I think those opposite, particularly members in South-East Queensland from the LNP, should hang their heads in shame because they are beneficiaries. I decided to do a bit of research and find out how the changes we are making through the MRRT will benefit small business. As I said 10,700 small businesses will benefit in my electorate of Blair, but also other electorates in South-East Queensland such as Longman, 13,300 businesses; Dickson, 14,800 businesses; Groom, 17,400 businesses; Wright, 18,500 businesses; Fisher, 19,900 businesses; Ryan, 20,200 businesses; Fadden, 23,100; and Fairfax, 23,100 businesses. Those opposite are opposing the small business write-offs that I have outlined already which will help the small business operators in their electorate. They have got the gall to come into this place and say they support small business when they are opposing the very reforms which would make a difference in the lives of small business operators in the state of Queensland.

They claim that the minerals resource sector is paying their fair share of tax when they know very well that there is person after person, company after company which have been cited during this debate to indicate that they are prepared to pay this tax and that this arrangement has been undertaken through consultation. They know we can only dig up the resources of this country once, but those opposite will claim and have claimed that the mining companies pay their fair share. But the public think otherwise, and I am sure that in their heart of hearts those opposite also know that that is not the case.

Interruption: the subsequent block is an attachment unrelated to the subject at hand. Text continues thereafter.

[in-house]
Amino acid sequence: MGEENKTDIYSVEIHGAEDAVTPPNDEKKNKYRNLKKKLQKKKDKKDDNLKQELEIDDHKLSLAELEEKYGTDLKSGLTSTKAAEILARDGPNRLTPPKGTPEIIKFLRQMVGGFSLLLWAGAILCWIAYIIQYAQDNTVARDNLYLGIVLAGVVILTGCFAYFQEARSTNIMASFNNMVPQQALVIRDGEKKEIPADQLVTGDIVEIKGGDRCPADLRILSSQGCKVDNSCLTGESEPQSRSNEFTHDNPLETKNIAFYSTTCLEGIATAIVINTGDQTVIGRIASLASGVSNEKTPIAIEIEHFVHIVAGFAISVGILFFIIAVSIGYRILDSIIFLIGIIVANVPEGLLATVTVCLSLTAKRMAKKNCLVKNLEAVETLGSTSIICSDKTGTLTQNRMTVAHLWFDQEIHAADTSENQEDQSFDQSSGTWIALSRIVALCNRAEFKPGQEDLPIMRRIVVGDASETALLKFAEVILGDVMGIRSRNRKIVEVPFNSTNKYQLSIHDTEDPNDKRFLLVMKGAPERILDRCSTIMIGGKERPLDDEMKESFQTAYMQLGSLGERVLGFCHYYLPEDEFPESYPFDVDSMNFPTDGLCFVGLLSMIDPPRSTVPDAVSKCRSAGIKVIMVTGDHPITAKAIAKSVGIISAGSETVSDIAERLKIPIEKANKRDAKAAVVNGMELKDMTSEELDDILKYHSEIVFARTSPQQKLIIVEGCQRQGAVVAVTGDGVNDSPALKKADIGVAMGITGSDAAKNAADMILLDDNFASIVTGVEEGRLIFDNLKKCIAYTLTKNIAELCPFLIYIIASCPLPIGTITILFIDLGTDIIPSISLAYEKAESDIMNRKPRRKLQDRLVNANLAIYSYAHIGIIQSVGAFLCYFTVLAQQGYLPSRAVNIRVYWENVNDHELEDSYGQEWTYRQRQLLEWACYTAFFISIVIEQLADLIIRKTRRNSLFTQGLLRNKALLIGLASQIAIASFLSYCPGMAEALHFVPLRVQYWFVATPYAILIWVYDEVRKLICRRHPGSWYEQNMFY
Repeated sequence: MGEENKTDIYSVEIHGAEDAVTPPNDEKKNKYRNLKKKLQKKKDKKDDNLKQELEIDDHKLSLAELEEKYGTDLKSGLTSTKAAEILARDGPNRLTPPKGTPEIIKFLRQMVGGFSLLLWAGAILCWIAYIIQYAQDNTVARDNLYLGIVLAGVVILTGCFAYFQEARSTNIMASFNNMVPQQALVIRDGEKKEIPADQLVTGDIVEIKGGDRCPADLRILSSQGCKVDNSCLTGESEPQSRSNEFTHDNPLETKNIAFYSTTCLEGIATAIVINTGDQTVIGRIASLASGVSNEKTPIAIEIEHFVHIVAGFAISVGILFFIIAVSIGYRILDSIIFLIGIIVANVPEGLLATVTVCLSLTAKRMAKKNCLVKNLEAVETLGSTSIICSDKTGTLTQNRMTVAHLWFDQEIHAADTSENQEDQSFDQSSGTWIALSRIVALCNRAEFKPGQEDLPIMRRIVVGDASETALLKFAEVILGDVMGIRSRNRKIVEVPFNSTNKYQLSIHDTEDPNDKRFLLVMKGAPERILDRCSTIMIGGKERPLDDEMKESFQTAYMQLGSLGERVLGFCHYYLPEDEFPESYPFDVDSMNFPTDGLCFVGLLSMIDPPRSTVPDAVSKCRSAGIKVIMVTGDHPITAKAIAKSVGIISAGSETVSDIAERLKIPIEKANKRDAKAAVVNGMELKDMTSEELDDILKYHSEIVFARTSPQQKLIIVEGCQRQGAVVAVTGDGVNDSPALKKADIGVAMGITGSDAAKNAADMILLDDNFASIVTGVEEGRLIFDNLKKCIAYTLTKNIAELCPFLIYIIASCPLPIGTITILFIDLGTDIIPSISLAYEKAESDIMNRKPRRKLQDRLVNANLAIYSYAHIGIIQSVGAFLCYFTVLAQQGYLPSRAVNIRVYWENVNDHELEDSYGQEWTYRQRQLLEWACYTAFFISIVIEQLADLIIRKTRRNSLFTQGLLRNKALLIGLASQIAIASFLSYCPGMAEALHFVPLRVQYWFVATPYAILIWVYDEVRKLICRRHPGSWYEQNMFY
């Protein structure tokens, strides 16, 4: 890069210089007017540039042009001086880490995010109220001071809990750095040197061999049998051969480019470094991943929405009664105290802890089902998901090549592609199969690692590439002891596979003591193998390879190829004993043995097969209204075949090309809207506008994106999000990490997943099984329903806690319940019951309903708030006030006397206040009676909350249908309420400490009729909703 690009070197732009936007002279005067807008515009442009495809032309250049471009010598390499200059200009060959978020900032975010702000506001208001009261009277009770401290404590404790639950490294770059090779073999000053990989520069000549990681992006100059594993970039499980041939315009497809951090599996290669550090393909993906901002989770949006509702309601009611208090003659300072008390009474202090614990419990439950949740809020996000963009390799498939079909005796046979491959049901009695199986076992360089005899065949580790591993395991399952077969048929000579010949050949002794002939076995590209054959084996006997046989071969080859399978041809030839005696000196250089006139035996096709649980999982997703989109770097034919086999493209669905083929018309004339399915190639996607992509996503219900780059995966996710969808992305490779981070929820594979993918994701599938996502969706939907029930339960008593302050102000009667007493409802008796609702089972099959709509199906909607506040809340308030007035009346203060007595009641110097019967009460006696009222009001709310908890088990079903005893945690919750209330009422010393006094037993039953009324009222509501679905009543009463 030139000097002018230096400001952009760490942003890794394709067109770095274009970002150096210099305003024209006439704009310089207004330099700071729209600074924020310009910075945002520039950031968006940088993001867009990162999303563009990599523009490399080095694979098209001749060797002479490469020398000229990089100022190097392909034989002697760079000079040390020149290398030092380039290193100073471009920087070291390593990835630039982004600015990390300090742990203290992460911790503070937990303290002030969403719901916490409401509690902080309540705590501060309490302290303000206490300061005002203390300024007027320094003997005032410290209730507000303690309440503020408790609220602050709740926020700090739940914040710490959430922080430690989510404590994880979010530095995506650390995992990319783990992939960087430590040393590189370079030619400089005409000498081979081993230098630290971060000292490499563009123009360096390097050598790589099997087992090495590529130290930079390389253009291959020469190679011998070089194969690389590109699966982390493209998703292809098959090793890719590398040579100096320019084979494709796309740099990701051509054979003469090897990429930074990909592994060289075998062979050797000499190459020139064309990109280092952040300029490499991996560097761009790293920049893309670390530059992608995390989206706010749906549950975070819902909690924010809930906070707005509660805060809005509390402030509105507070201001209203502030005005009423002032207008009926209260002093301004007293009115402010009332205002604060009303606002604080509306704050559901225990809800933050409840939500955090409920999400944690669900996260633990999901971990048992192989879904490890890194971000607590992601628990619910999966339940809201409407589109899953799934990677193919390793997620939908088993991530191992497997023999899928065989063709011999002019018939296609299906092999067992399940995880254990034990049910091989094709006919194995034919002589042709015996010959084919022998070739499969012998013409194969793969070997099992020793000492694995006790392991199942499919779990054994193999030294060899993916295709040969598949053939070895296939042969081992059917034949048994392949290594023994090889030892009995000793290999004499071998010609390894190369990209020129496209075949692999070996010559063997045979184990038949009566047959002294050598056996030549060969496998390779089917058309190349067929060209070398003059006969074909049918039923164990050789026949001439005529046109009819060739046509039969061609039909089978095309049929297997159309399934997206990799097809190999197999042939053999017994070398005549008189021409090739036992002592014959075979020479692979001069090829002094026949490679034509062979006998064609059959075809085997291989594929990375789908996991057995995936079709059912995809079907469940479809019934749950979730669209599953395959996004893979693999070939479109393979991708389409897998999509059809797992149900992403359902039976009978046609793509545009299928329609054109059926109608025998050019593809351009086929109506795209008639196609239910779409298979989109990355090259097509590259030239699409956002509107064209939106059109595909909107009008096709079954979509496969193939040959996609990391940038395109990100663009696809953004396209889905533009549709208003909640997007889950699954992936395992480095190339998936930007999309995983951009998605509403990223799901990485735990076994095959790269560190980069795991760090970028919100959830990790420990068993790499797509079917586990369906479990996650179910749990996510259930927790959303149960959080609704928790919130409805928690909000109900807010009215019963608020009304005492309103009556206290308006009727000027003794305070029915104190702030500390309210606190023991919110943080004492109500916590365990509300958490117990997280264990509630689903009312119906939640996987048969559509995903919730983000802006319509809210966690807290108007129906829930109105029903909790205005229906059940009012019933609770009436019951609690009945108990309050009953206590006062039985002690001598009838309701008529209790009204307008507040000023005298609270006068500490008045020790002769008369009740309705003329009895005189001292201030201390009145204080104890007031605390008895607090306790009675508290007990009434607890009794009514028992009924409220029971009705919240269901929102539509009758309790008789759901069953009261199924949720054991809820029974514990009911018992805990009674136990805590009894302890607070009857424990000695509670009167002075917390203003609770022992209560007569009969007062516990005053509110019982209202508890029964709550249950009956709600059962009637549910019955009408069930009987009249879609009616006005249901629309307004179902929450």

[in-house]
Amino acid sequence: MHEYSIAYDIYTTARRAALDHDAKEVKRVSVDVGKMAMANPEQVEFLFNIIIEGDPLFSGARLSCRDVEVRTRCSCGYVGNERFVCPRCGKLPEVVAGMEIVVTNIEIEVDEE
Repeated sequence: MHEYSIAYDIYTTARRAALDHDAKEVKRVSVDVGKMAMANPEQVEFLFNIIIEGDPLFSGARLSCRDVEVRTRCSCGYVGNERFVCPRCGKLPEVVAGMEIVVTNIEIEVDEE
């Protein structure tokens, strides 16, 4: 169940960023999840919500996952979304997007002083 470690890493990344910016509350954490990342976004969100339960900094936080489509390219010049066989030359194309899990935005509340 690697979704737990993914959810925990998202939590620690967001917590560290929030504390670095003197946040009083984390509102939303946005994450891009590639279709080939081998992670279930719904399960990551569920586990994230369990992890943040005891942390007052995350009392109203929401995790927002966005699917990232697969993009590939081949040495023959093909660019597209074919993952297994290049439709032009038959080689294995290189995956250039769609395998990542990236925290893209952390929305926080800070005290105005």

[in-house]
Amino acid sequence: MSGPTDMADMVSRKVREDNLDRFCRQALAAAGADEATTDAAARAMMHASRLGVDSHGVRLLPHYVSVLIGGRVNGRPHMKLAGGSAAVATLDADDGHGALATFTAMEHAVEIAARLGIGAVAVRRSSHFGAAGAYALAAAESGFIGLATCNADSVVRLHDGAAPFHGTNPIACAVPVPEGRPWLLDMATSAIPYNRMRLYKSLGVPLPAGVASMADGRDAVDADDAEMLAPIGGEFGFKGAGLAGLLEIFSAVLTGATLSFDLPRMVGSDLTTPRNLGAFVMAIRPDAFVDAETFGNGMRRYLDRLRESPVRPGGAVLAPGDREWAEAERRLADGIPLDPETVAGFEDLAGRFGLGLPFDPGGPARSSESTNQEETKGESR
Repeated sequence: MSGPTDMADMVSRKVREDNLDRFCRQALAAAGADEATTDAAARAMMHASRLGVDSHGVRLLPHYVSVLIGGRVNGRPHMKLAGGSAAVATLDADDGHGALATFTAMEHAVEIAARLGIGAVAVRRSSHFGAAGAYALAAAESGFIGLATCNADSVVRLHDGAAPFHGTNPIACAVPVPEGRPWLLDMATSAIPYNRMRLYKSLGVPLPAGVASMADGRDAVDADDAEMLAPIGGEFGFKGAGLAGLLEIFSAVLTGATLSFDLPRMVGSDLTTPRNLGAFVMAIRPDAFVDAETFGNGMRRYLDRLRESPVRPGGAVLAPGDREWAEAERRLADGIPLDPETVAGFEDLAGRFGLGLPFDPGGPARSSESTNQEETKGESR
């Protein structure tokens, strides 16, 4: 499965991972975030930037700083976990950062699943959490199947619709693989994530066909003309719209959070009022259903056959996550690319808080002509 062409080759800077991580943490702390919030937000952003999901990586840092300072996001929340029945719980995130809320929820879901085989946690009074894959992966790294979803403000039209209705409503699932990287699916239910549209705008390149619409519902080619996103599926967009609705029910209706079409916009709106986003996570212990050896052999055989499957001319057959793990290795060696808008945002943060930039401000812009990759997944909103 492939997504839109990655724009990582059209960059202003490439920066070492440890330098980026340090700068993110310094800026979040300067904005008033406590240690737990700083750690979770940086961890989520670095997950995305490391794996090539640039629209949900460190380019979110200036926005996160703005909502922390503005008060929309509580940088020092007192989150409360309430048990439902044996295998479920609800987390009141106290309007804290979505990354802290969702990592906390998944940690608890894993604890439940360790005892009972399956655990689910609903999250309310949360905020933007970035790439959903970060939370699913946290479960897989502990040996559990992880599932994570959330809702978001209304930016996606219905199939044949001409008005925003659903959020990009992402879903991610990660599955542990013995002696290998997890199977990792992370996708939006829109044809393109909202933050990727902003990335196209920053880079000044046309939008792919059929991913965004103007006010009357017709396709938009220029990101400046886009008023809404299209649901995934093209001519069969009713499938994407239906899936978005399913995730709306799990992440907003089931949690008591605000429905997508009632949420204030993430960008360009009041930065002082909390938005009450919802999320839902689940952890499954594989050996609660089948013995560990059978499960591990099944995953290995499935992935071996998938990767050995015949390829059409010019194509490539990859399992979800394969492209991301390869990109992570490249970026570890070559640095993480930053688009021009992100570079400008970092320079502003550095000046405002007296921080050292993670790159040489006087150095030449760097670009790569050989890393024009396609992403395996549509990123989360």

I mentioned the minerals resources rent tax and what an impact it will have in my home state of Queensland. The view of those opposite on regional development and regional infrastructure was to engage in what the Australian National Audit Office described in a 1,200-page report as—and I will use my words and the words of Minister Albanese—regional rorts. We set up a process whereby Regional Development Australia would be carried out in a more meritorious, transparent and accountable process. Regional Development Australia is an investment—and we are doing this under the minerals resources rent tax—of about a billion dollars over five years, funding a diverse range of economic and community infrastructure projects across Australia. Five hundred and seventy-three million dollars is contingent on the passage of the minerals resources rent tax.